Ventricular obstruction: effect on drinking induced by intracranial injection of angiotensin

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Science  03 Oct 1975:
Vol. 190, Issue 4209, pp. 72-74
DOI: 10.1126/science.1166302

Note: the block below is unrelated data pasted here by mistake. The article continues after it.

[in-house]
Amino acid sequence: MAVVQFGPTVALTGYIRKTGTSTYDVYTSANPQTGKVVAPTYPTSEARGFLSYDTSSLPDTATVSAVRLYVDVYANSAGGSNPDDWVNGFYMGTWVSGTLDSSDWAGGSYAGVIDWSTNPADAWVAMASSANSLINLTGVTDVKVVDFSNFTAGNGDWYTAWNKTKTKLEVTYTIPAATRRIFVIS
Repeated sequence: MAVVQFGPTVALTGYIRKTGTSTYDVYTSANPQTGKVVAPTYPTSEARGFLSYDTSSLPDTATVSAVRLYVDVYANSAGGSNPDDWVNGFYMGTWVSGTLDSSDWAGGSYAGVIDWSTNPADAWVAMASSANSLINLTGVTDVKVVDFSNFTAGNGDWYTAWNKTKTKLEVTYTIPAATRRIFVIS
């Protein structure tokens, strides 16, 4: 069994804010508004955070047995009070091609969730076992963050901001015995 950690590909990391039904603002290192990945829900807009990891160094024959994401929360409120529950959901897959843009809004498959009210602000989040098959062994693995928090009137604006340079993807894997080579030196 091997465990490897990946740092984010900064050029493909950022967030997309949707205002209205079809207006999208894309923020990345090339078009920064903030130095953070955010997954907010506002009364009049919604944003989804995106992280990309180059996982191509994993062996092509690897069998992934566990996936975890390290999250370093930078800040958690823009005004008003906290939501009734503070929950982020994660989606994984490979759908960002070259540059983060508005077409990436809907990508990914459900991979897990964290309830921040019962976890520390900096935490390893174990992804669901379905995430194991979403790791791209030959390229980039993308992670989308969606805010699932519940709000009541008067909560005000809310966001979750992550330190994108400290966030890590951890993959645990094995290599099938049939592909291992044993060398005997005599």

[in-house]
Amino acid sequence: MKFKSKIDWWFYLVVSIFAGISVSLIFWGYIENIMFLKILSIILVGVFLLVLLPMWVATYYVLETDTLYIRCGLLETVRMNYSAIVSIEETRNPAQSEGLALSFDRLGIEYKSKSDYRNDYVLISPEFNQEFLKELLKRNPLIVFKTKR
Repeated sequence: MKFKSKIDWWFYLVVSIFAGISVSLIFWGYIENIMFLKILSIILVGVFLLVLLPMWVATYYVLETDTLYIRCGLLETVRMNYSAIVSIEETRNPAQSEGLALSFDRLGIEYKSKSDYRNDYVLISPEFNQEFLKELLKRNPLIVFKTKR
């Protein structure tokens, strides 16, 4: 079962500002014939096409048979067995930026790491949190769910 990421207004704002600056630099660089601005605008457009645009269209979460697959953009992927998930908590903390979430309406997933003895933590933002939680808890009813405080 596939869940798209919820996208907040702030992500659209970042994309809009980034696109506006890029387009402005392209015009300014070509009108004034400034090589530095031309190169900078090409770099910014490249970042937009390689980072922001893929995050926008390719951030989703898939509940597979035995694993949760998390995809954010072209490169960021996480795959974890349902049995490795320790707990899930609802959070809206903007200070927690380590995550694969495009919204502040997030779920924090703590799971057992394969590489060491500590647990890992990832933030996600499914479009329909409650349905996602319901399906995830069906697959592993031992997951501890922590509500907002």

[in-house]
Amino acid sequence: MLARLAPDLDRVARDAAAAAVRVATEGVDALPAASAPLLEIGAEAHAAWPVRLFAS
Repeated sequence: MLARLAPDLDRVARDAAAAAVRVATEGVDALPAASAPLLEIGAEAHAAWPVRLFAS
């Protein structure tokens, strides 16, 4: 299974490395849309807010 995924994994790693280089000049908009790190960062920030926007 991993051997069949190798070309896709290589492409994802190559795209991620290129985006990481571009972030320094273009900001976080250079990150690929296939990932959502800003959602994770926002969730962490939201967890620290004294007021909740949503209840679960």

Lesions of the subfornical organ (SFO) severely attenuated drinking induced by injections of angiotensin II into the lateral ventricles, but a few days (4 to 14) later a recovery of the drinking response is observed. A possible explanation for this is that other dipsogenic sites are involved which are beyond the interventricular foramen and that SFO lesions produce an obstruction by edema or debris at the foramen which blocks access of cerebrospinal fluid-borne angiotensin to those sites. This hypothesis is supported by tracer studies and by direct injection into the third ventricle of SFO-lesioned animals. Other studies reported implicate the anteroventral third ventricle as a likely site for angiotensin receptors.